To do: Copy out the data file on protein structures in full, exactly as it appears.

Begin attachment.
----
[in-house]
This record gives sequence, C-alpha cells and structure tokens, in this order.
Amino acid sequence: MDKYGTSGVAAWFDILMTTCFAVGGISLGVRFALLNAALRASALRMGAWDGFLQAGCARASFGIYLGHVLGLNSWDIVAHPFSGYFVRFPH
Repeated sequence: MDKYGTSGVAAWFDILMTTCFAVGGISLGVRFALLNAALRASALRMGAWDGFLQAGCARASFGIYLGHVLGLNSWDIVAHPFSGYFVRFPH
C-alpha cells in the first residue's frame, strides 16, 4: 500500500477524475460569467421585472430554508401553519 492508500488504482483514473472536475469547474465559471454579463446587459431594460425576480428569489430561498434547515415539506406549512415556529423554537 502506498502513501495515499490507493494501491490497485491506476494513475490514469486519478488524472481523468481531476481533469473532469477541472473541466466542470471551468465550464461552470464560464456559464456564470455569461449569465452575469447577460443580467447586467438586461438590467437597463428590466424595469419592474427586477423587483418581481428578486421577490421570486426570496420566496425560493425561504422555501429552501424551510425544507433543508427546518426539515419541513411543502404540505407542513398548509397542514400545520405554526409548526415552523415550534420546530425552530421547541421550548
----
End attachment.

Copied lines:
[in-house]
This record gives sequence, C-alpha cells and structure tokens, in this order.
Amino acid sequence: MDKYGTSGVAAWFDILMTTCFAVGGISLGVRFALLNAALRASALRMGAWDGFLQAGCARASFGIYLGHVLGLNSWDIVAHPFSGYFVRFPH
Repeated sequence: MDKYGTSGVAAWFDILMTTCFAVGGISLGVRFALLNAALRASALRMGAWDGFLQAGCARASFGIYLGHVLGLNSWDIVAHPFSGYFVRFPH
C-alpha cells in the first residue's frame, strides 16, 4: 500500500477524475460569467421585472430554508401553519 492508500488504482483514473472536475469547474465559471454579463446587459431594460425576480428569489430561498434547515415539506406549512415556529423554537 502506498502513501495515499490507493494501491490497485491506476494513475490514469486519478488524472481523468481531476481533469473532469477541472473541466466542470471551468465550464461552470464560464456559464456564470455569461449569465452575469447577460443580467447586467438586461438590467437597463428590466424595469419592474427586477423587483418581481428578486421577490421570486426570496420566496425560493425561504422555501429552501424551510425544507433543508427546518426539515419541513411543502404540505407542513398548509397542514400545520405554526409548526415552523415550534420546530425552530421547541421550548